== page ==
British Canoeing has joined Environment groups are urging the Government to commit in the forthcoming Comprehensive Spending Review to spend £6 million a year on preventing invasive plants and animals establishing in the UK. New research estimates this investment would save a whopping £2.7 billion for our economy over the next 20 years by preventing damage from new invasive species – giving an economic return of £23 for every £1 spent.
New estimates and a new report from Wildlife and Countryside Link, the largest environmental coalition in England, also demonstrate that increasing the invasive species defence budget from the current spend of just under £1 million per year, to £6 million per year would:
· Provide jobs and/or training for tens of thousands of people – boosting our Green Recovery from COVID-19. If combined with a Government-funded National Nature Service, an estimated 4,000 coordinators, 75,000 volunteers and 2,000 contractors would vastly expand the limited Local Action Groups across Britain that are currently tackling our invasive species problem 
· Drastically reduce the increase in invasive species’ costs to the economy by 80%. An estimated 42 new invasive species will establish in the UK by 2040 without Government action. This would cost our economy around £3.4 billion over the next 20 years. But with the investment of £6m p.a. this figure could be slashed by 80% to around £670 million. Saving around £135 million per year.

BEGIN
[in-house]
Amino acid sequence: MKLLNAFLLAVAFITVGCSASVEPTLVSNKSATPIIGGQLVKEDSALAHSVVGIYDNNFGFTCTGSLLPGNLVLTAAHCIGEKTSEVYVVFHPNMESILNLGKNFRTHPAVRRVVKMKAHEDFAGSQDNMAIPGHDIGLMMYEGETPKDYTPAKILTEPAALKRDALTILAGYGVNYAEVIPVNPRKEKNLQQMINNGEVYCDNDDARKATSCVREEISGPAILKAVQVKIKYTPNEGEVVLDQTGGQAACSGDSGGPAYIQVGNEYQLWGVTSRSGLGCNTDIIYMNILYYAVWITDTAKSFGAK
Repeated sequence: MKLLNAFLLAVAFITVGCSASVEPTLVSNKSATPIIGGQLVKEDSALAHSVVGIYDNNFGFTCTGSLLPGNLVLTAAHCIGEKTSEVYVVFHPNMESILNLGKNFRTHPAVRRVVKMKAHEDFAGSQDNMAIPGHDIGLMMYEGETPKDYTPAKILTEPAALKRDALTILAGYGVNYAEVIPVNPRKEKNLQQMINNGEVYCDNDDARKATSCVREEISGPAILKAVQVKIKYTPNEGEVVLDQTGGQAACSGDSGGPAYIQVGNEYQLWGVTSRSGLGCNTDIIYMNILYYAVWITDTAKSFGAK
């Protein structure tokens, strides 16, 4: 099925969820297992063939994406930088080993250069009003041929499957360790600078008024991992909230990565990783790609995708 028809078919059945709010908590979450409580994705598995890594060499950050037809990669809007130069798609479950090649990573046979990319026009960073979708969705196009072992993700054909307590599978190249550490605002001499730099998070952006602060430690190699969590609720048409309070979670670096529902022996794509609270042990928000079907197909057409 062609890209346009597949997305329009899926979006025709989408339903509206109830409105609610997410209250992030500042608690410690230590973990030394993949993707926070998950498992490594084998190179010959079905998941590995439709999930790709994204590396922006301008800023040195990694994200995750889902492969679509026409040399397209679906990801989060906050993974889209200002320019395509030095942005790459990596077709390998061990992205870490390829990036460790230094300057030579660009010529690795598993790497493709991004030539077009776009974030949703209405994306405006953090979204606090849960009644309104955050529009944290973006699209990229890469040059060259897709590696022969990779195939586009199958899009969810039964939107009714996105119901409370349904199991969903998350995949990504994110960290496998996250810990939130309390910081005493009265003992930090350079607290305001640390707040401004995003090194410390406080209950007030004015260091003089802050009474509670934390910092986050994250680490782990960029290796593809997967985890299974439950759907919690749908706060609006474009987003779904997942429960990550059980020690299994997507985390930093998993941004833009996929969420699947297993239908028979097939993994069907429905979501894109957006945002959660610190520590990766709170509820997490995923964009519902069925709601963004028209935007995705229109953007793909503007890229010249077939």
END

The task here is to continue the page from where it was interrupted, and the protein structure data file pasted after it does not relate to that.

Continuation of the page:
· Prevent the establishment of 24 new invasive species and eradicate 10 established invasive species by 2040, helping to protect vulnerable UK species from pests, predation, disease and competition
Richard Atkinson, Waterways and Environment Policy Officer at British Canoeing, said: "The impact of invasive species on our rivers can spoil many beloved nature spots, affect our enjoyment of and activity in nature, and come with a hefty price tag to remedy.
"Paddlers are doing their bit to prevent invasive spreading by remaining alert to potential risk species, keeping their equipment clean from contamination and helping with clean-ups in their local rivers.
"But our Government has the power to help tap into a citizens army of paddlers and other volunteers by funding more strategic action and coordination in prevention of invasive species. This could make a huge difference in turning the tide for nature and those who enjoy it."
Dr Richard Benwell, CEO of Wildlife and Countryside Link, said: ‘Ships clogged by mussels, crops and timber ruined by pests, and waterways blocked by weeds all come at a heavy economic price. Invasive species are costly for the economy as well as exacting a toll on wildlife. A relatively small Government investment of six million pounds per year offers a triple win, supporting jobs, preventing the cost from invaders rocketing, and protecting vulnerable UK wildlife.’
The proposed increased budget of £6m to tackle invasive species would not eradicate all the established species currently in the UK, nor would it be able to prevent all new invasive species establishing. Even with this additional investment the number of invasive species in the UK would still be likely to increase from around 275 today to 283 by 2040, a rise of 8 species costing in the region of an additional £33.6m to the economy each year (on top of the current estimated £2.2 billion p.a. cost). However this Government investment would enable the UK to tackle several of the most damaging species already established here and prevent the most harmful new species arriving on our shores – saving huge sums for businesses, government and homeowners and protecting vulnerable UK wildlife.